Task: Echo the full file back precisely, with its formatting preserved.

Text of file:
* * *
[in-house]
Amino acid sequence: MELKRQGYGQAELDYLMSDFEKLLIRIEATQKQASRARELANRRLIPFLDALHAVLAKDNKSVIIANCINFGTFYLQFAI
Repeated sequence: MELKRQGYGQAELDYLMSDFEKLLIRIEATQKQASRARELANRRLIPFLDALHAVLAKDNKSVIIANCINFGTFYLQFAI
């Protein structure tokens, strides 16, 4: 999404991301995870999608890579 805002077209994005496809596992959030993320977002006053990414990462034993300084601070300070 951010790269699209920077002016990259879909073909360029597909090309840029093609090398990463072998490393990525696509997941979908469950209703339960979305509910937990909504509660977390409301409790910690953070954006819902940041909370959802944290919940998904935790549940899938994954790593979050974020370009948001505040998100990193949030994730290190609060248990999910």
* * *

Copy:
[in-house]
Amino acid sequence: MELKRQGYGQAELDYLMSDFEKLLIRIEATQKQASRARELANRRLIPFLDALHAVLAKDNKSVIIANCINFGTFYLQFAI
Repeated sequence: MELKRQGYGQAELDYLMSDFEKLLIRIEATQKQASRARELANRRLIPFLDALHAVLAKDNKSVIIANCINFGTFYLQFAI
């Protein structure tokens, strides 16, 4: 999404991301995870999608890579 805002077209994005496809596992959030993320977002006053990414990462034993300084601070300070 951010790269699209920077002016990259879909073909360029597909090309840029093609090398990463072998490393990525696509997941979908469950209703339960979305509910937990909504509660977390409301409790910690953070954006819902940041909370959802944290919940998904935790549940899938994954790593979050974020370009948001505040998100990193949030994730290190609060248990999910």